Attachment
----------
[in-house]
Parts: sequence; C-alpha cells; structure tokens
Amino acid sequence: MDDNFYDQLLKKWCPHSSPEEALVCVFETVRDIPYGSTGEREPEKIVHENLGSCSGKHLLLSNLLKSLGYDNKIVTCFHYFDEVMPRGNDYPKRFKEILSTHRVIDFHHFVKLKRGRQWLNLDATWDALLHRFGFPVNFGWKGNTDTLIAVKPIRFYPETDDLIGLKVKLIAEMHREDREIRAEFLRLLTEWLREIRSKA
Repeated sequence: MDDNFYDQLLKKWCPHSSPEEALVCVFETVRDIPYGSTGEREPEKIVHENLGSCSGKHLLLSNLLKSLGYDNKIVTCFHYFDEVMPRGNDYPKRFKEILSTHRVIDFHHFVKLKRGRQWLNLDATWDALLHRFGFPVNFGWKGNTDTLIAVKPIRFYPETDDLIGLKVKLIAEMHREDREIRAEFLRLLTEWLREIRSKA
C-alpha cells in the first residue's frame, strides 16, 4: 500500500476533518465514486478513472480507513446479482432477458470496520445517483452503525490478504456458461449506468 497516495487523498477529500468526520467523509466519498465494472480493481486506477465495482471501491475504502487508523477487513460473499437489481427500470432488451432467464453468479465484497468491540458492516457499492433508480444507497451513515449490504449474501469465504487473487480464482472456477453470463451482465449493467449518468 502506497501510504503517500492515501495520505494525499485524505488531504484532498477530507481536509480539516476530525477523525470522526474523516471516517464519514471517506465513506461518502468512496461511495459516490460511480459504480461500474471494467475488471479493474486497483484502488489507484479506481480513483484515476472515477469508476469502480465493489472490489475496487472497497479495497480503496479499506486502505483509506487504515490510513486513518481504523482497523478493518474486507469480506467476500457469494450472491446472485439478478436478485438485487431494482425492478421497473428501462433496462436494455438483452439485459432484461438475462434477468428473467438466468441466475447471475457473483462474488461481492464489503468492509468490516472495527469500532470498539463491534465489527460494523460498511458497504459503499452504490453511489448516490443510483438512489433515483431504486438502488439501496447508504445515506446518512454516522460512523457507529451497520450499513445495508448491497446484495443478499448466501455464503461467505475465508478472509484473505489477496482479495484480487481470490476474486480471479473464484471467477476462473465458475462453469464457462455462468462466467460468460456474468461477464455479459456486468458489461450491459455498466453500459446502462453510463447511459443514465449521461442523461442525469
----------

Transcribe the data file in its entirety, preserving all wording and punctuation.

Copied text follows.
[in-house]
Parts: sequence; C-alpha cells; structure tokens
Amino acid sequence: MDDNFYDQLLKKWCPHSSPEEALVCVFETVRDIPYGSTGEREPEKIVHENLGSCSGKHLLLSNLLKSLGYDNKIVTCFHYFDEVMPRGNDYPKRFKEILSTHRVIDFHHFVKLKRGRQWLNLDATWDALLHRFGFPVNFGWKGNTDTLIAVKPIRFYPETDDLIGLKVKLIAEMHREDREIRAEFLRLLTEWLREIRSKA
Repeated sequence: MDDNFYDQLLKKWCPHSSPEEALVCVFETVRDIPYGSTGEREPEKIVHENLGSCSGKHLLLSNLLKSLGYDNKIVTCFHYFDEVMPRGNDYPKRFKEILSTHRVIDFHHFVKLKRGRQWLNLDATWDALLHRFGFPVNFGWKGNTDTLIAVKPIRFYPETDDLIGLKVKLIAEMHREDREIRAEFLRLLTEWLREIRSKA
C-alpha cells in the first residue's frame, strides 16, 4: 500500500476533518465514486478513472480507513446479482432477458470496520445517483452503525490478504456458461449506468 497516495487523498477529500468526520467523509466519498465494472480493481486506477465495482471501491475504502487508523477487513460473499437489481427500470432488451432467464453468479465484497468491540458492516457499492433508480444507497451513515449490504449474501469465504487473487480464482472456477453470463451482465449493467449518468 502506497501510504503517500492515501495520505494525499485524505488531504484532498477530507481536509480539516476530525477523525470522526474523516471516517464519514471517506465513506461518502468512496461511495459516490460511480459504480461500474471494467475488471479493474486497483484502488489507484479506481480513483484515476472515477469508476469502480465493489472490489475496487472497497479495497480503496479499506486502505483509506487504515490510513486513518481504523482497523478493518474486507469480506467476500457469494450472491446472485439478478436478485438485487431494482425492478421497473428501462433496462436494455438483452439485459432484461438475462434477468428473467438466468441466475447471475457473483462474488461481492464489503468492509468490516472495527469500532470498539463491534465489527460494523460498511458497504459503499452504490453511489448516490443510483438512489433515483431504486438502488439501496447508504445515506446518512454516522460512523457507529451497520450499513445495508448491497446484495443478499448466501455464503461467505475465508478472509484473505489477496482479495484480487481470490476474486480471479473464484471467477476462473465458475462453469464457462455462468462466467460468460456474468461477464455479459456486468458489461450491459455498466453500459446502462453510463447511459443514465449521461442523461442525469